For the last few weeks I’ve been contemplating a list of my favorite albums of 2013. I’ve got a little stack of CDs that I’ve been listening to, sneaking them in among the Christmas albums. I’ve been trying to think about what I’d like to say about CDs by the likes of David Bowie, Elton John, They Might Be Giants and several others. Who knows? I may still get around to that entry, or those entries.

A funny thing happened on the way home from work tonight though. I realized that I wanted to pick up the 2013 volumes of the long-running CD compilation series, NOW That’s What I Call Music. I stopped at Wal-Mart, but they were fresh out of the all-important NOW 48, the latest in the series. However, a trip to Target satisfied my NOW needs.

I was surprised at how much I felt like I needed to hear the likes of “Suit and Tie” and “Mirrors” (both Justin Timberlake); “Blurred Lines” (Robin Thicke); “Get Lucky” (Daft Punk) and others one or two more times before the year of their original release tumbles into oblivion or, if “Rudolph’s Shiny New Year” is to be believed, takes up residence on an island in the Archipelago of Past Years. An island where “Blurred Lines” and “Get Lucky” play on an endless loop and everyone twerks without remorse.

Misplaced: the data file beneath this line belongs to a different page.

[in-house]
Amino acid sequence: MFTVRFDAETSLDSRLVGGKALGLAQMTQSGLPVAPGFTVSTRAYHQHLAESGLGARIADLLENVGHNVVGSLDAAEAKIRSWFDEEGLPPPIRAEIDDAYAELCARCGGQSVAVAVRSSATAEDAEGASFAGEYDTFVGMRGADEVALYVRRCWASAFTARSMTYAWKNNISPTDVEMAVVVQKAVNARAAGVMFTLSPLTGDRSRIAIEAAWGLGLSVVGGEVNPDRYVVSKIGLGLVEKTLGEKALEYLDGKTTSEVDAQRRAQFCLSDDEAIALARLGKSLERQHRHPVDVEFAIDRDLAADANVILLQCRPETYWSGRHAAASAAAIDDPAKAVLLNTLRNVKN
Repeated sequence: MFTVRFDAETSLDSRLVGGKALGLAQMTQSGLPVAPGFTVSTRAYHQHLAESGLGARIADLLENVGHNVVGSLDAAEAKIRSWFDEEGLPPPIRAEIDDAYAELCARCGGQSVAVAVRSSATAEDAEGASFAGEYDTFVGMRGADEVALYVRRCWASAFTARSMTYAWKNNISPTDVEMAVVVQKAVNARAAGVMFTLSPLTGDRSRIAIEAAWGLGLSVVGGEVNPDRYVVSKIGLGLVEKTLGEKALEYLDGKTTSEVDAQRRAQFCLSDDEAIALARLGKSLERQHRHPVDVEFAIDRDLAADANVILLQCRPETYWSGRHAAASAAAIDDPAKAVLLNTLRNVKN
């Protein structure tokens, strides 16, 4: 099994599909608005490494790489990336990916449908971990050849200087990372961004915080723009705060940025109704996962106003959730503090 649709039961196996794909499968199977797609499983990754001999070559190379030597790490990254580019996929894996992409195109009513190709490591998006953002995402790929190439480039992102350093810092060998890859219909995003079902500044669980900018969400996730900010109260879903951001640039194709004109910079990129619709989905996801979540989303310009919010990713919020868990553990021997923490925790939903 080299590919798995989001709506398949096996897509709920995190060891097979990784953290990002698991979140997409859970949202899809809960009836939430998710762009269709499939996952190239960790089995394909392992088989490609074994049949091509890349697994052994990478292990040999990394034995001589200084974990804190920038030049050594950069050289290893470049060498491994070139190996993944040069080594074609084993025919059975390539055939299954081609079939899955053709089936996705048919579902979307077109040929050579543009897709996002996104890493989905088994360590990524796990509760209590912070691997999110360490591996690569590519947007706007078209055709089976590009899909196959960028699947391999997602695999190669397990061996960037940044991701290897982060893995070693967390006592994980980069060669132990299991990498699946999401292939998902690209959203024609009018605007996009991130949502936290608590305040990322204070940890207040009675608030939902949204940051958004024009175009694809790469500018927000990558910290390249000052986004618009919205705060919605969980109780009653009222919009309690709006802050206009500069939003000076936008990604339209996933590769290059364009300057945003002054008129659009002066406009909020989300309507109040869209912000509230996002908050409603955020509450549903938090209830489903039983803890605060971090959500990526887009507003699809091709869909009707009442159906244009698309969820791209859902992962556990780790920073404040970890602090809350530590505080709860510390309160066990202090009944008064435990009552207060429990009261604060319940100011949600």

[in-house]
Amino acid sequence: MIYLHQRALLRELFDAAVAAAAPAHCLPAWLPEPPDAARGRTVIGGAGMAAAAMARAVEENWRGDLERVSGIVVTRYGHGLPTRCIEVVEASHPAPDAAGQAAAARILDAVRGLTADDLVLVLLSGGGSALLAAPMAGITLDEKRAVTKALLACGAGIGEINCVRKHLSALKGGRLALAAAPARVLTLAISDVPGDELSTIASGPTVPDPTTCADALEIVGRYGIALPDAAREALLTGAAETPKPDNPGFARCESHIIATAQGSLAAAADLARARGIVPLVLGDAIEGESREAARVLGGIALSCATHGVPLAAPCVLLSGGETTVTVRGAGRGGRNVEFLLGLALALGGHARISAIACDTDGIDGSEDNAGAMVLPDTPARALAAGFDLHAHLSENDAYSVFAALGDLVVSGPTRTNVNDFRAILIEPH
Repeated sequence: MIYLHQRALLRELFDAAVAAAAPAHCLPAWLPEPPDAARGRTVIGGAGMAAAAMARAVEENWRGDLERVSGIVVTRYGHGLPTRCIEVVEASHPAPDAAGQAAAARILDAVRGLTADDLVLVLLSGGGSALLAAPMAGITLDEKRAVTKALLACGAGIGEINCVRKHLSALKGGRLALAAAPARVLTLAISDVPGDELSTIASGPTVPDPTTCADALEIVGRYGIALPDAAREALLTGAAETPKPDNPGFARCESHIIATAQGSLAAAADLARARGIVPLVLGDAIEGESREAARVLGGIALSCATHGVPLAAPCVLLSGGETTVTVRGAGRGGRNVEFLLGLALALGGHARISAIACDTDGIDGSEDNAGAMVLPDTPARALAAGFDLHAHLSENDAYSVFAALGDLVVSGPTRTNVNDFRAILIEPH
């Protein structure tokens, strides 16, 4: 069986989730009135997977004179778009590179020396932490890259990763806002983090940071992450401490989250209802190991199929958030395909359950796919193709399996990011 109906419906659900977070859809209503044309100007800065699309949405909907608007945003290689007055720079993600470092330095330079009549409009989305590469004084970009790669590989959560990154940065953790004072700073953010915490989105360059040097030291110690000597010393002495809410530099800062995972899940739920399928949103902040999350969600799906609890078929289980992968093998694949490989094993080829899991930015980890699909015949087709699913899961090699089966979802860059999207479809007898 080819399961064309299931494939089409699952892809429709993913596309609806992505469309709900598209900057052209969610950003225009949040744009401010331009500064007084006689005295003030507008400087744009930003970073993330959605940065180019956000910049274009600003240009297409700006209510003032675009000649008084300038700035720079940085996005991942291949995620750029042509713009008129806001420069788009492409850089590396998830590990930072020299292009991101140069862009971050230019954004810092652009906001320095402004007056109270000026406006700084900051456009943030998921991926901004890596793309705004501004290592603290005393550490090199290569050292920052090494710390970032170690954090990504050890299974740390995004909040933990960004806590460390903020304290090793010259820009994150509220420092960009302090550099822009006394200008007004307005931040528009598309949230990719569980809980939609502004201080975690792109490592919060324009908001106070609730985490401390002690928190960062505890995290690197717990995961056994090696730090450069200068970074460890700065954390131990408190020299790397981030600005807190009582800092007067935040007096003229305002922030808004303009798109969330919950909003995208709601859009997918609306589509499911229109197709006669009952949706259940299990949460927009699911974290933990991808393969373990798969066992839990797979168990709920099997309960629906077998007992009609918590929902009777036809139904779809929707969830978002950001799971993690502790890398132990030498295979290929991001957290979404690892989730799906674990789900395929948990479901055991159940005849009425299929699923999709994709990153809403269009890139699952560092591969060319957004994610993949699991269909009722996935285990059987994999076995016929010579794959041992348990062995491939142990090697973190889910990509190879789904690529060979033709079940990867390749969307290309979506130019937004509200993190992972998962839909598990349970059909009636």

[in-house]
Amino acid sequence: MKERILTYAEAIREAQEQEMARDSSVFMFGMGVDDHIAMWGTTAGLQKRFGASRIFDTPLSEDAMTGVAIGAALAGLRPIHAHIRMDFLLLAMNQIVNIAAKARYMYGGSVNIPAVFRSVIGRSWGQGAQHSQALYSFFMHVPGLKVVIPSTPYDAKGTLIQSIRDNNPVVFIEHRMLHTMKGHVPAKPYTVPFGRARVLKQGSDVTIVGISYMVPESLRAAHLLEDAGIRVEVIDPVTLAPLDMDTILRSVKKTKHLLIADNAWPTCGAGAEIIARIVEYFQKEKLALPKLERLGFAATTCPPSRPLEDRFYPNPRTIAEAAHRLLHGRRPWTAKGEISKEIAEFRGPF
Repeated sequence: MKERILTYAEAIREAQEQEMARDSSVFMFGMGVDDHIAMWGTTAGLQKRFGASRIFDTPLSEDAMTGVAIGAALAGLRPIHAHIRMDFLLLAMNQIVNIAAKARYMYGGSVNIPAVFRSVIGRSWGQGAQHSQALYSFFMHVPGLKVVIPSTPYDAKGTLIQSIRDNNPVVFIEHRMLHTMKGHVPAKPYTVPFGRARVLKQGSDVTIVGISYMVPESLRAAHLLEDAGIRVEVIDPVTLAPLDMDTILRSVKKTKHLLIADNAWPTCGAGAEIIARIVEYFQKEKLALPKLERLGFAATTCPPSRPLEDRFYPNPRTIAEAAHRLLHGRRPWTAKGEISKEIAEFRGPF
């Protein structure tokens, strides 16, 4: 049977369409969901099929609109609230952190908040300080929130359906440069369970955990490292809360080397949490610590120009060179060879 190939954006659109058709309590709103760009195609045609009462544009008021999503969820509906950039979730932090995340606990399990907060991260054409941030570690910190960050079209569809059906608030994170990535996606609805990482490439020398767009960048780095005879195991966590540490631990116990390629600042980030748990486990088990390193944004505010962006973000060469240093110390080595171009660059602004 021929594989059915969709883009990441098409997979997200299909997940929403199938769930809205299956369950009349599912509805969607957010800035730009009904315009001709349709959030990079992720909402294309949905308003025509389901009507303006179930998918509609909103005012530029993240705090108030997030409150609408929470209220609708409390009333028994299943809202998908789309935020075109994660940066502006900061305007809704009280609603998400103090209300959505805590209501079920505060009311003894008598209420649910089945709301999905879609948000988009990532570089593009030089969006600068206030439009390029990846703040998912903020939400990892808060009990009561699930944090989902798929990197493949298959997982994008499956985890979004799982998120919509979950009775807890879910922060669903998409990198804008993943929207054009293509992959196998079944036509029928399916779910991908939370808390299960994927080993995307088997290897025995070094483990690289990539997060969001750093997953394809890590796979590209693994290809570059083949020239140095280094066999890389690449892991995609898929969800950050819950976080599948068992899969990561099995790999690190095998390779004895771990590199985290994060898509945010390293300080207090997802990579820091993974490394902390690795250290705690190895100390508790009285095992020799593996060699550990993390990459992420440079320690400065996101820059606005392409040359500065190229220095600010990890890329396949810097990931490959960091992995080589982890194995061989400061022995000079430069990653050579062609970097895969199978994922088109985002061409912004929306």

The more I thought about my sudden NOW obsession, the more it made sense to me. While there were certainly albums I liked quite a lot this year, the fact is that radio singles played a huge part in my daily life soundtrack, moreso than they have in years. I am not sure if this is because the big hits were stronger than usual this year–though some of them, like “Get Lucky” and Timberlake’s “Mirrors” are damn great–or if my ears happened to be in the vicinity of Top 40 radio stations more often this year than in recent years.

Either way, I realized tonight that the NOW that I lived in 2013 was, more often than not, soundtracked by Big Hit Songs that were destined for this year’s NOW compilations.

In short, this evening I became acutely aware that, in some distant unknowable THEN, I’m going to hear one of these songs and it’s going to immediately transport me to 2013, a year that was good and bad, by turns, like so many years. A year when Donna and I had been married just 21 years and when Jimmy was 16 and Chris was 11.

Maybe it’s strange to put that kind of future emotional weight on the pop tunes of 2013, but I can already feel it happening. That’s why I wanted to listen to these songs one more time in the here and NOW.

Happy New Year’s, everybody.

Patrick F. O'Donnell

Children's book author, ghostwriter, content creator, editor.